1 & 2 Thessalonians

by Sim Kay Tee

Day 24

Read 2 Thessalonians 1:5-10

After commending the Thessalonian believers for their faithfulness, Paul now offers a word of comfort to alleviate their pain. He reminds them that God's justice is sure (2 Thessalonians 1:6), that He will relieve their suffering (v. 7) and punish their persecutors (vv. 8-10). Three points about God's justice are worth noting:

In the midst of life's trials or unjust suffering, we can patiently trust our just God, our righteous judge.

Commendation and reward. To comfort and encourage his hearers, Paul tells them that God is fully aware of their suffering and will act decisively in due time. ″God will use this persecution to show his justice and to make you worthy of his Kingdom,″ he assures them (v. 5, NLT).

No situation is wasted in God's hands. He takes every circumstance-good, bad, sad, or painful-″to work together for the good of those who love God″ (Romans 8:28, NLT). Their reward? To receive God's just vindication and commendation, for they would be ″counted worthy of the kingdom of God″ (2 Thessalonians 1:5). God will give them relief and rest from their suffering (v. 7) and they will ″rejoice in that day and leap for joy, because great is [their] reward in heaven″ (Luke 6:23).

Condemnation and retribution. On the other hand, God's just condemnation and punishment await ″those who do not know God and do not obey the gospel of our Lord Jesus″ (2 Thessalonians 1:8). God himself ″will pay back trouble to those who trouble you″ (v. 6).

God promises divine retribution against those who rebel against Him: ″It is mine to avenge; I will repay″ (Deuteronomy 32:35). Their punishment? To be ″punished with everlasting destruction and shut out from the presence of the Lord and from the glory of his might″ (2 Thessalonians 1:9). This judgment will take place at Jesus' second coming, ″on the day he comes to be glorified in his holy people and to be marvelled at among all those who have believed″ (v. 10).

Our just God. Paul's confidence is rooted in who God is (v. 6). Justice is one of the most celebrated attributes of God, as many characters in the Bible have attested. David proclaims that ″the Lord is known by his acts of justice″ (Psalm 9:16) and that ″the Lord is righteous, he loves justice″ (11:7). Abraham expresses his confidence that ″the Judge of all the earth [will] do right″ (Genesis 18:25). Job, too, echoes this truth in Job 34:12: ″It is unthinkable that God would do wrong, that the Almighty would pervert justice.″ And Isaiah declares that ″the Lord is a God of justice. Blessed are all who wait for him″ (Isaiah 30:18).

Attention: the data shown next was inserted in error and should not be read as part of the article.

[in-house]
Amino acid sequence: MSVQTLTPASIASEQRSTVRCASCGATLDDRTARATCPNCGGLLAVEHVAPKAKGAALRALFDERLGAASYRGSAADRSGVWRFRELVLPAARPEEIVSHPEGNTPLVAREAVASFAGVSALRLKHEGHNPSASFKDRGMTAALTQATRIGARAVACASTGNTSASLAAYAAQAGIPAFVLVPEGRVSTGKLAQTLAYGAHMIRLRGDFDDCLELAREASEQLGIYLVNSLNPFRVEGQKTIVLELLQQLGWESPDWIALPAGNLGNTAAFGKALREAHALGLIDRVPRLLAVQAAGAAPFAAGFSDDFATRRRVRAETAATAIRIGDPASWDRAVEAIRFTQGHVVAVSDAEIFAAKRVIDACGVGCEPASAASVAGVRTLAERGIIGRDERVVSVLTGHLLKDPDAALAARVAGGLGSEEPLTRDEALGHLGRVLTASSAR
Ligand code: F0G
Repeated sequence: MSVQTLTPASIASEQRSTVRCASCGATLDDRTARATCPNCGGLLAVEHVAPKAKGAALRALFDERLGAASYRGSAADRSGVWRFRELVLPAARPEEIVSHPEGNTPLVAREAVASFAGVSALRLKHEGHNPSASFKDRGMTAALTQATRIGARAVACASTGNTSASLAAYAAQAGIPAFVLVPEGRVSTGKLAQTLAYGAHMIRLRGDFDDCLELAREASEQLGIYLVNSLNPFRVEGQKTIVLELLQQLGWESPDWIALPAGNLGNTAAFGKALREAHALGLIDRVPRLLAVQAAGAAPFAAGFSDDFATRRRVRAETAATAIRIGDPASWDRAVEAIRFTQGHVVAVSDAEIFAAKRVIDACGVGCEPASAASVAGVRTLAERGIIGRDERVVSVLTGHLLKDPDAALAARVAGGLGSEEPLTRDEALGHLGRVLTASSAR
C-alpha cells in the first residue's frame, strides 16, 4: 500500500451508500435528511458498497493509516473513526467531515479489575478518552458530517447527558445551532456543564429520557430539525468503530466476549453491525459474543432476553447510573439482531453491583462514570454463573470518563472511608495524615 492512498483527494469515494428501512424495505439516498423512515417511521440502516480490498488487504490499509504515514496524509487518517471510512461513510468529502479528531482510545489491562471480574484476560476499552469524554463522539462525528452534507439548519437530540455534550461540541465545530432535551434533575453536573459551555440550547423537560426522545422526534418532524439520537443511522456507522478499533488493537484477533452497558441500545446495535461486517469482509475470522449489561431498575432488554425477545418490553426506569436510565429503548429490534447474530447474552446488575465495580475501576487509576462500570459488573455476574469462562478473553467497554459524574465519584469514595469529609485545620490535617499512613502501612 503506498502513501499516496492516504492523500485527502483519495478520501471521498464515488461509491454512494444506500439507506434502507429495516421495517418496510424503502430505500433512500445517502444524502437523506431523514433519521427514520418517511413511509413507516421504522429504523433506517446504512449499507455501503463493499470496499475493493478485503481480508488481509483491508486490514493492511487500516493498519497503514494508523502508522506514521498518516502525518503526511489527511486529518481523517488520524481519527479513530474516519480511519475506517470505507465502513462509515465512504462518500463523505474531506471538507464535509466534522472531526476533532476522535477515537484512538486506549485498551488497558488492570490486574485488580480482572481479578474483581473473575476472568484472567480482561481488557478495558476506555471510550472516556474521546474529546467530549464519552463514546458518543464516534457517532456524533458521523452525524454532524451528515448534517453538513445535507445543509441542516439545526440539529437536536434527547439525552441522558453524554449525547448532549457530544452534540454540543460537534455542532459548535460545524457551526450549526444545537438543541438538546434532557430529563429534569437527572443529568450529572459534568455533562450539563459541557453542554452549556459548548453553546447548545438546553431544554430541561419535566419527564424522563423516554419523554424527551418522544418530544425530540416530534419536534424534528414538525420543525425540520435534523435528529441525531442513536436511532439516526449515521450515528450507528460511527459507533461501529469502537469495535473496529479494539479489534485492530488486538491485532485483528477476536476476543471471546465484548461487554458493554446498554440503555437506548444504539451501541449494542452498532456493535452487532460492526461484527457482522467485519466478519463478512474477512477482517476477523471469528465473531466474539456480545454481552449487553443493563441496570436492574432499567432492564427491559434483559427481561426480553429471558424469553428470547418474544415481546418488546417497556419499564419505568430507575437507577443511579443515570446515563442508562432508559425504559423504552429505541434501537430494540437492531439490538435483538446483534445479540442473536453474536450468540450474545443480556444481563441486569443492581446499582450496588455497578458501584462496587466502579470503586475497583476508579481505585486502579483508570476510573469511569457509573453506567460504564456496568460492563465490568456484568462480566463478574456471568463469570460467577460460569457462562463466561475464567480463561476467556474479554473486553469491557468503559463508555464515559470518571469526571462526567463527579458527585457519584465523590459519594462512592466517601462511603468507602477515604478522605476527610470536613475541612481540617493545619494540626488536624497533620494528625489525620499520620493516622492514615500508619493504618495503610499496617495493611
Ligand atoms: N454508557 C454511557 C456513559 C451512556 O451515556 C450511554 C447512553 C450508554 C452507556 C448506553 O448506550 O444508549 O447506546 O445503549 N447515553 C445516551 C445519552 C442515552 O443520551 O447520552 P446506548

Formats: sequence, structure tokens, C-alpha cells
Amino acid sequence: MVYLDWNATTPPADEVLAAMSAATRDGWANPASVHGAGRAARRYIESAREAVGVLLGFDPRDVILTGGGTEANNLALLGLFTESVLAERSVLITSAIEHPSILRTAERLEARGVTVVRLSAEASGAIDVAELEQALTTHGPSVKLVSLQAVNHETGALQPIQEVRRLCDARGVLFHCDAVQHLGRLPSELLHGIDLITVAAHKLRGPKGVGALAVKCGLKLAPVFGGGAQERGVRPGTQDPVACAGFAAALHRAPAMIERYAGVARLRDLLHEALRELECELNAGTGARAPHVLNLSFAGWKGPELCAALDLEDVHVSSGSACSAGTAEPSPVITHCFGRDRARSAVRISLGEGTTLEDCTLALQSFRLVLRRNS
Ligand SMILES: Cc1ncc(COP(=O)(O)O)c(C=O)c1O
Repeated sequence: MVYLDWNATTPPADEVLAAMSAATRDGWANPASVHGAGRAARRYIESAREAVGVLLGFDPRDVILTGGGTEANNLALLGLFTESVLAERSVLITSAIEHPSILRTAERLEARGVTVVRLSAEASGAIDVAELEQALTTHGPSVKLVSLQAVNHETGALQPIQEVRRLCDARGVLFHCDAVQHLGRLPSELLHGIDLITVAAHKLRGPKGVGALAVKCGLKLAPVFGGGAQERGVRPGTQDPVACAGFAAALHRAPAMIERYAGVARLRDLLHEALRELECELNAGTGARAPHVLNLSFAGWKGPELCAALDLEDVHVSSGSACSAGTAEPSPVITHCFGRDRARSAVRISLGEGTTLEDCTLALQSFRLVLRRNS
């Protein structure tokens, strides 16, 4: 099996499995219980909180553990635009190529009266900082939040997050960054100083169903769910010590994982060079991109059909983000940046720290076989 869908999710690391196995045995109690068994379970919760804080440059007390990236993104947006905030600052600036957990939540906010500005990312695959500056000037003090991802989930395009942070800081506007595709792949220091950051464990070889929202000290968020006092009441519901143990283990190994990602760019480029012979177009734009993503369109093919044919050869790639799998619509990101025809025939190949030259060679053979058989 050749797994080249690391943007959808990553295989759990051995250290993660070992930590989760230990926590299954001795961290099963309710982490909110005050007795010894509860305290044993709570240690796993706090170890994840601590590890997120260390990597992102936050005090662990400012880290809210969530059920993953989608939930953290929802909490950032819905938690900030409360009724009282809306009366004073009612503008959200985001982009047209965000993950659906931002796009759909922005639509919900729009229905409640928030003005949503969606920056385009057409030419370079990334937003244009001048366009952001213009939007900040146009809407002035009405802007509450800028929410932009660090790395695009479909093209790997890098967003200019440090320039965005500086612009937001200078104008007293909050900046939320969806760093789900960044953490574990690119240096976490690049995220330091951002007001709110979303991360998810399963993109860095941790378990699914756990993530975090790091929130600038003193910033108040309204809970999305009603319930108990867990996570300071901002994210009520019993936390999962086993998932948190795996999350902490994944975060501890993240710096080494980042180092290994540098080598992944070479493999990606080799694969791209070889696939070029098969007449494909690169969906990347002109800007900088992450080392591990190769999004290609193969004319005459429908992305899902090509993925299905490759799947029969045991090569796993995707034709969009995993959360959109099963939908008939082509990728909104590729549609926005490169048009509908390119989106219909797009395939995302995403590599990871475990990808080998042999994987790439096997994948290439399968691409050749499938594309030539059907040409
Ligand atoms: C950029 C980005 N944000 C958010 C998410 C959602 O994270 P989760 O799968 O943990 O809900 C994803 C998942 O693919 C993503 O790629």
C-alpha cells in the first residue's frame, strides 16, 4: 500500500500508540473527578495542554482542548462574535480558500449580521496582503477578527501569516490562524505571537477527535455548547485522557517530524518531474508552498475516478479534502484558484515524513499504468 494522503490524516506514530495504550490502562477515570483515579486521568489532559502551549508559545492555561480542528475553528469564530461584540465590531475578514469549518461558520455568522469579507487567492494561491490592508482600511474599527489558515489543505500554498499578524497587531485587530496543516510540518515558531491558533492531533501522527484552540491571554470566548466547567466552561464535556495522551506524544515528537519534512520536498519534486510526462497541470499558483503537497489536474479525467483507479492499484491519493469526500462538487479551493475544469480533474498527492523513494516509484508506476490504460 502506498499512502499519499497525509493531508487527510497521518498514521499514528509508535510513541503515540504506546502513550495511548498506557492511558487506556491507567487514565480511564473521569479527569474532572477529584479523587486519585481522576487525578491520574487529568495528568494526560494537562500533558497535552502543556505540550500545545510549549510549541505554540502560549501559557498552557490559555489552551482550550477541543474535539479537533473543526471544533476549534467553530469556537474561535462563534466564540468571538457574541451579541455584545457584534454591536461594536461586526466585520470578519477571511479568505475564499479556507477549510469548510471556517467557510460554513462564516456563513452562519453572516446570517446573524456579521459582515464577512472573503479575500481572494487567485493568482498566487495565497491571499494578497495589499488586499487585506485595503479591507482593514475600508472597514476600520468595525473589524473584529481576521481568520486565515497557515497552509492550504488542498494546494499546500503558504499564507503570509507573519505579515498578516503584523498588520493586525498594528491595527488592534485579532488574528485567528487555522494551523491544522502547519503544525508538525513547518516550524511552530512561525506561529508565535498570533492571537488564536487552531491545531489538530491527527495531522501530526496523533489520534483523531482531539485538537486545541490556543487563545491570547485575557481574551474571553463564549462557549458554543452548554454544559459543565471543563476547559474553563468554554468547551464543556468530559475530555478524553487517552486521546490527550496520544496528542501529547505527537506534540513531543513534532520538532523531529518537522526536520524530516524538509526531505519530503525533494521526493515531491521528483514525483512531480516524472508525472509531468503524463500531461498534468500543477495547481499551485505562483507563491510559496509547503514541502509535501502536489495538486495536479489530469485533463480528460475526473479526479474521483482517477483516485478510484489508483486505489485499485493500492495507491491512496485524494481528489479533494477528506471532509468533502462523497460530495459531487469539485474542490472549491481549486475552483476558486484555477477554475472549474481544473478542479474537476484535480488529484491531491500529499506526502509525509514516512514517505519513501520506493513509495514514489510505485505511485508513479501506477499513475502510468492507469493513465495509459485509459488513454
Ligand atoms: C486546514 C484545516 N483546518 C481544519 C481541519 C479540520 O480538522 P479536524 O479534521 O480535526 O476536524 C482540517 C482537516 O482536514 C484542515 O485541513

In the midst of life's trials or unjust suffering, we can patiently trust our just God, our righteous judge. As the writer of Hebrews told suffering believers: ″God is not unjust; he will not forget your work and the love you have shown him as you have helped his people and continue to help them″ (Hebrews 6:10).

But those words of comfort also came with a challenge to persevere in the faith, in the very next verse: ″We want each of you to show this same diligence to the very end″ (v. 11).

Think through:

How would knowing that God is just encourage and enable you to cope with life's challenges and injustice?

What does 2 Thessalonians 1:5-10 teach about Jesus' return?




About Author

Sim Kay Tee is a Bible teacher and writer of Our Daily Bread Ministries. Based in Singapore, K.T. writes for the Discovery Series Bible Study guides, the Journey Through Series devotional, and is a regular contributor to the Insights for Our Daily Bread. K.T. has taught the Bible in various countries. He has three daughters and one granddaughter.

Author of Journey Through Series:

Our Daily Bread Journey Through® Series is a publication of Our Daily Bread Ministries.

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